|College student: ‘I’ll never forget’ tornado aftermath|
Union University sophomore Jordan Thompson is
interviewed by a reporter the day after an F-4 tornado destroyed his
dorm on the campus in Jackson, Tenn., burying Thompson for three hours
in the rubble. UMNS photos by Sherry Thompson.
By Cathy Farmer*
Feb. 14, 2008 | JACKSON, Tenn. (UMNS)
Much of Union's student housing was damaged or destroyed by the Feb. 5 twister, displacing hundreds of students.
Buried for three hours under tons of rubble left by an F-4 tornado,
Jordan Thompson found new brothers and a deeper belief in God.
"I’d have given up, 100 percent given up, without my faith," said
Thompson, a member of Germantown (Tenn.) United Methodist Church, of his
entrapment after a twister leveled his two-story dormitory at Union
University in Jackson.
The 20-year-old sophomore had sought refuge on his dorm's bottom
floor, along with six other male students, as a storm system roared
through Jackson on Feb. 5. When a tornado bounced across the
1,100-student campus, it destroyed much of Union's student housing,
including Adams Hall where Thompson lived.
Only seconds after Thompson and his classmates took shelter, the
ceiling and walls came crashing down. The young men were trapped
underneath the wreckage, scarcely able to breathe.
"I couldn’t move," Thompson recalled. "I could pick my head up maybe
two to three inches. My legs were tucked up under me and I was face
down." He remained in that position for three hours until rescuers
pulled him through a small hole in the rubble.
During those three hours, Thompson and the other young men forged a
bond. "I’ll never forget what we said to each other while we were under
there," he said. "We’re brothers now."
Waiting for rescue
They prayed for each other and recited Scripture while waiting for rescue. "There’s no way not to see God’s hand on us," he said quietly. "We’re all alive ... and that makes no sense without God in the picture.
"I’ll never forget what we said to each other while we were under there. We’re brothers now." –Jordan Thompson
"I won’t say we didn’t falter at all, but I was never mad at God or
asking why He had put me there. I knew I was there to help the
other guys. If we had been alone, I don’t think any of us would have
gotten out. Sometimes one of us would say, 'I’m slipping, I’m going!'
but God gave us the strength to help by talking to them."
The students yelled for help as they were able, but the pressure of
the rubble made it impossible for some of them to speak. Thompson was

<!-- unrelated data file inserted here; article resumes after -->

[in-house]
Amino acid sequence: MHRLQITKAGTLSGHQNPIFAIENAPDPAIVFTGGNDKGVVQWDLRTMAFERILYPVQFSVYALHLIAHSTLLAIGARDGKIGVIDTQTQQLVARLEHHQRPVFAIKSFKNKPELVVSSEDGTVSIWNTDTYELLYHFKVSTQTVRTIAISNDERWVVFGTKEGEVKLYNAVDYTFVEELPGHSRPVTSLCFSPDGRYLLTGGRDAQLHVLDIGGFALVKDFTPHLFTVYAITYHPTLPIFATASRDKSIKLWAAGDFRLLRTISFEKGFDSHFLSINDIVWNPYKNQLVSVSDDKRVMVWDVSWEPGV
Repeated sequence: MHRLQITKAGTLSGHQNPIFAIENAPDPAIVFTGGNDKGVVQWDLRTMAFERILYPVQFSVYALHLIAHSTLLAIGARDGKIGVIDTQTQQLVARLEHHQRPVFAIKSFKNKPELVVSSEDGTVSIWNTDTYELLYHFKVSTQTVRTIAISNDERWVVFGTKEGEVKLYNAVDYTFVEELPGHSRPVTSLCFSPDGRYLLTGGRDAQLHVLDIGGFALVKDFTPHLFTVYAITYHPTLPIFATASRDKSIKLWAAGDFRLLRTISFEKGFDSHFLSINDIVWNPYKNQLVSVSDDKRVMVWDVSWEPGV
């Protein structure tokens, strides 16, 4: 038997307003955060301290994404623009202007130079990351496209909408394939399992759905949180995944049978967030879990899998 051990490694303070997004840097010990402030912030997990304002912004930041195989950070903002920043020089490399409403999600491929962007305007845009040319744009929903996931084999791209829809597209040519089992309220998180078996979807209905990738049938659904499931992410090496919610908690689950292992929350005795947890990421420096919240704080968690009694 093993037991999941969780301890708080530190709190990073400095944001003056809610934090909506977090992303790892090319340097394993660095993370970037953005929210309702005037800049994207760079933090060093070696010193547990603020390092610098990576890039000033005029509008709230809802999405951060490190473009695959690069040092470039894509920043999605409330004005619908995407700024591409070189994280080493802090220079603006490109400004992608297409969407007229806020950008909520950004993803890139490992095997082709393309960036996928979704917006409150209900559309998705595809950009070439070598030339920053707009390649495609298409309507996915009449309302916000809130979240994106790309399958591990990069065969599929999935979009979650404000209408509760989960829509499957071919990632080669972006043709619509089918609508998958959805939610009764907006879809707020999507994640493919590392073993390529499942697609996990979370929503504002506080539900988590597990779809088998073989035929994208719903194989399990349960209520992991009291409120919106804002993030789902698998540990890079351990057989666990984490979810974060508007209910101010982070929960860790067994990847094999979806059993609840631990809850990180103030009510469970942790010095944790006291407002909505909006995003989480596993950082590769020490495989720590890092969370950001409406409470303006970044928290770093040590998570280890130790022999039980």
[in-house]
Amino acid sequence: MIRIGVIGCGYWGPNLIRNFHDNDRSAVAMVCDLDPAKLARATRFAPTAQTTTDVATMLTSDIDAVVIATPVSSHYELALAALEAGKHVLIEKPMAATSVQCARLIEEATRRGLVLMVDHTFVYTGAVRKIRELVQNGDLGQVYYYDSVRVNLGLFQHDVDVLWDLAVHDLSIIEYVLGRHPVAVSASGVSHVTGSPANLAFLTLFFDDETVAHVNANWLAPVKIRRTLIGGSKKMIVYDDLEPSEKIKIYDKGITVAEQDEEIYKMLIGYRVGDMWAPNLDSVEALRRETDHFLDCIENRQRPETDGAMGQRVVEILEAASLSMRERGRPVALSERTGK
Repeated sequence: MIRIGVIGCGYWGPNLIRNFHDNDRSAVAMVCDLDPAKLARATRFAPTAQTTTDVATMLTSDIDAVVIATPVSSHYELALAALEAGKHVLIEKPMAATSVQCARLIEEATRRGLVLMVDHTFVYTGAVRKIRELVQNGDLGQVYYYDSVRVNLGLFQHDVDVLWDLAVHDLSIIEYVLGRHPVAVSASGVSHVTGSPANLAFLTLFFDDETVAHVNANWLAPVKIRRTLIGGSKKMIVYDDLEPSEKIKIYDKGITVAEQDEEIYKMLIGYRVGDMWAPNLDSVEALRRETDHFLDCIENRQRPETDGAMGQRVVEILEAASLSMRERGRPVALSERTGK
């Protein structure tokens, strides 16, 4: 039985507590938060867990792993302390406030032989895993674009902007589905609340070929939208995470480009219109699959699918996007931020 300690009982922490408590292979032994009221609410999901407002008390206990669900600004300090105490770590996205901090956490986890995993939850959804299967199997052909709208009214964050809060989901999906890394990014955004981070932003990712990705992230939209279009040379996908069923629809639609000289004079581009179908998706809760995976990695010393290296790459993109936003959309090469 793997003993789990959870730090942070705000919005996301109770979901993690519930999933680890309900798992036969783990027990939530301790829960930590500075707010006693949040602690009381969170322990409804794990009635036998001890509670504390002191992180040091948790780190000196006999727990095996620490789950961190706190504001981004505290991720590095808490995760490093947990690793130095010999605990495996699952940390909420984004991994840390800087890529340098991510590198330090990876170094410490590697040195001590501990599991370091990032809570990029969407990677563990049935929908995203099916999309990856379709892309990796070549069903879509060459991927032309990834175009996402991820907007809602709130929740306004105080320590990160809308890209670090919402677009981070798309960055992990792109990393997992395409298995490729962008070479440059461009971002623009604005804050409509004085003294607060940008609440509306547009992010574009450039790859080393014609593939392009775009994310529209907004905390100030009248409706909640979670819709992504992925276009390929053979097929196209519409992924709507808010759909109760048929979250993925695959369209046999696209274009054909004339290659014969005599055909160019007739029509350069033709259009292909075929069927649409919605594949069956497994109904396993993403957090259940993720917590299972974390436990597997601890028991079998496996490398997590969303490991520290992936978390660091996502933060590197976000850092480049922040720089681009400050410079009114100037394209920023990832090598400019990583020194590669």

able to hold onto the hand of one of the more severely injured students,
Jason Kaspar. "He was having trouble breathing, crushed by stuff, and
from the dust and insulation in the air," Thompson said. "I told him to
squeeze my hand once in a while so I’d know he was OK."
Though he could not call anyone, Thompson managed to free his cell
phone and flip it open to use the light to see Kaspar's face. "I kept
checking; I was afraid he was gone," recalled Thompson.
More than 1½ hours after the tornado hit, the students' pleas for
help were heard and rescuers began digging through the crumpled
building. Amazingly, Thompson walked away with only cuts and bruises.
Three others have been released from the hospital and the last
three––Kaspar, Matt Kelley and David Wilson––continue to be in serious
"One may be in the hospital for two months. Several have been on
dialysis. They’re not 100 percent out of the woods yet, but the doctors
say they should make a full recovery," said Thompson.
Thompson spoke with United Methodist News Service by telephone from his
home in Collierville, a town just outside of Memphis, following his
rescue. He and his family keep daily contact with the other students who
Thompson's car is one of hundreds tossed about by the storm on the West Tennessee campus of 1,100 students.
"What we said to each other during those hours, it’s emotional. I’ll
never forget it. We’re brothers now. And I’ll never be the same. I’ve
seen the love God has for His children."
Classes to resume
A private school affiliated with the Southern Baptist Convention,
Union closed its campus to begin a massive cleanup. School officials
announced Feb. 13 that classes will resume Feb. 20 as displaced students
secure housing elsewhere. The university will hold a school-wide
worship service Feb. 19 in G.M. Savage Chapel.
Thompson, who plays on the men's soccer team at Union, plans to
return and wants to be a part of the Union family even more now, said
his father. "He already has gotten his new room assignment and
definitely will be back," said Dave Thompson. "I think he has a bond
that has truly changed him."
Like other parents, the elder Thompson is both amazed and grateful
that Union was spared of any fatalities. About 50 students were
hospitalized and hundreds displaced. "When you think that there were
1,100 students on that campus, you can only say that it was the grace of
God that no one was killed. It was a miracle," he said.
*Farmer is director of communications for the Memphis Annual (regional) Conference of The United Methodist Church.
News media contact: Marta Aldrich, Nashville, Tenn., (615) 742-5470 or firstname.lastname@example.org.
Pastor, family killed in crash following storms
United Methodists respond to storms
Tennessee college ravaged by storms
Germantown United Methodist Church
Memphis Annual Conference